“To invent, you need a good imagination and a big pile of junk.” (T. Edison)
"I must be on the way to success since I already have the junk". (Me)

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haklesup
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Re: Ear buds and sliding boards

Post by haklesup » Wed Sep 16, 2015 1:50 pm

Dangling chains are a notable cause of roadside brush fires in the west (also lawnmowers and weed whackers). Last year or maybe the year before I recall a story of a string of fires along a bay area freeway caused by a truck dragging metal or a chain.

Not to mention if a link broke off while driving. I hope nobody thought dragging ground chains behind busses was a good idea and they are for another purpose. I see no such chains around here

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Re: Ear buds and sliding boards

Post by gerty » Thu Sep 17, 2015 8:50 am

[quote] I see no such chains around here[/quote]
Where I used to work, before they closed down, Carrier Air Conditioning. We had a million square foot plant, concrete floors, and every fork truck had a chain dragging on the floor. It was usually only about 4 links long. But if it wasn't there and you slid off the seat, you can bet you'll get popped on the next steel object you touch.

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Lenp
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Re: Ear buds and sliding boards

Post by Lenp » Thu Sep 17, 2015 12:00 pm

I just checked again today, and saw two school buses with the chains! They are pretty large links, nearly centered on the undercarriage of the bus, and look to be a couple of inches off the ground. They must be a static discharge, for whatever it's worth.
Also the local buses also have white strobe lights on their roof, and they always flash. I guess it's for those drivers that don't know that big yellow thing on wheels is a school bus! :shock:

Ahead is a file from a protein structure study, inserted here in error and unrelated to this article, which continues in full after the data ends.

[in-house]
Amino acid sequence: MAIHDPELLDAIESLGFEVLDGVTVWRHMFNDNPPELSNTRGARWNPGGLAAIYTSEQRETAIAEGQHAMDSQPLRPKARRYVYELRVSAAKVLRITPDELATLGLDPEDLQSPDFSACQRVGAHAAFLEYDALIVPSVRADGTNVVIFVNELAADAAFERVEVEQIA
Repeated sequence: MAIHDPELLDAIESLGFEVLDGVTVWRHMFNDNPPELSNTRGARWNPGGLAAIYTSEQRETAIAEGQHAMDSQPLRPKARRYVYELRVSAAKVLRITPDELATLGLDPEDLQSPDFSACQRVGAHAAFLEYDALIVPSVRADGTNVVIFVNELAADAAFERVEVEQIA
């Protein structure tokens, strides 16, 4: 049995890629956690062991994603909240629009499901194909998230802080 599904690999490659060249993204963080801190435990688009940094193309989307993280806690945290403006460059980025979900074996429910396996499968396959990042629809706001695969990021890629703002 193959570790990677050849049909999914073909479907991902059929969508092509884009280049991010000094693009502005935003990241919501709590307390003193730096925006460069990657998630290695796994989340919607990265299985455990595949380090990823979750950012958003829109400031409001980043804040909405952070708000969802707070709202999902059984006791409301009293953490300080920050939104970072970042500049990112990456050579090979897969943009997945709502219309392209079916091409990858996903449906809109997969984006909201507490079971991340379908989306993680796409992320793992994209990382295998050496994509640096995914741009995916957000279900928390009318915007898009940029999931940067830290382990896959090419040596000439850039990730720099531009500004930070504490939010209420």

Footnote: Some information online indicates that there is a chain system for tires during winter driving to provide traction, but, these chains are mid-vehicle, no place near the wheels!
Len

“To invent, you need a good imagination and a big pile of junk.” (T. Edison)
"I must be on the way to success since I already have the junk". (Me)

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haklesup
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Re: Ear buds and sliding boards

Post by haklesup » Thu Sep 17, 2015 3:00 pm

A couple inches off the ground probably wouldn't discharge any ESD, I was thinking about that, maybe the district uses it to lock up the bus or secure equipment to it at night or for storage in the summer. I don't think those back escape doors can lock.

The strobe may be more useful in inclement weather or dawn to dusk runs more common in those east coasty locals. The district may feel they have some visibility impaired routes that justify the extra beacon.

However around here where we have a lot of 2 lane roads, the busses get passed far too often. I had one woman in a car with a child honk at me because I actually stopped and she had to button hook to get around me at full road speed as the bus was stopped, flashing and with stop sign sticking out. Fortunately children stayed on that side. I doubt the strobe would have made a lick of difference.

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Re: Ear buds and sliding boards

Post by gerty » Fri Sep 18, 2015 6:39 am

If you watch a school bus pull into a parking lot or turn onto another road that is slightly elevated from the one they're on you should see the chain drag. If you look at the back, bottom of a bus you'll see (on most of them) that the rear tapers up so that it doesn't drag the ground. That's when the chain will drag.
The only advantage I can see for this is that the chain doesn't drag on the ground 100% of the time. Which in turn means it won't wear as fast.

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Lenp
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Re: Ear buds and sliding boards

Post by Lenp » Mon Nov 16, 2015 7:15 am

About static charges...
When in the UK recently, I noticed several grocery stores have carts that use synthetic wheels that all swivel. They are quick and nimble plus their floors have a plastic like coating to make them shine and easy to clean. You can tell the tourist from the regulars.

The regulars touch the wire frame of the cart to a metal case or shelf before they reach for anything while the tourists just jump and wince! I do wonder if their their cell phone failure rate is higher?

Van de Graaff would be shocked :roll: !
Len

“To invent, you need a good imagination and a big pile of junk.” (T. Edison)
"I must be on the way to success since I already have the junk". (Me)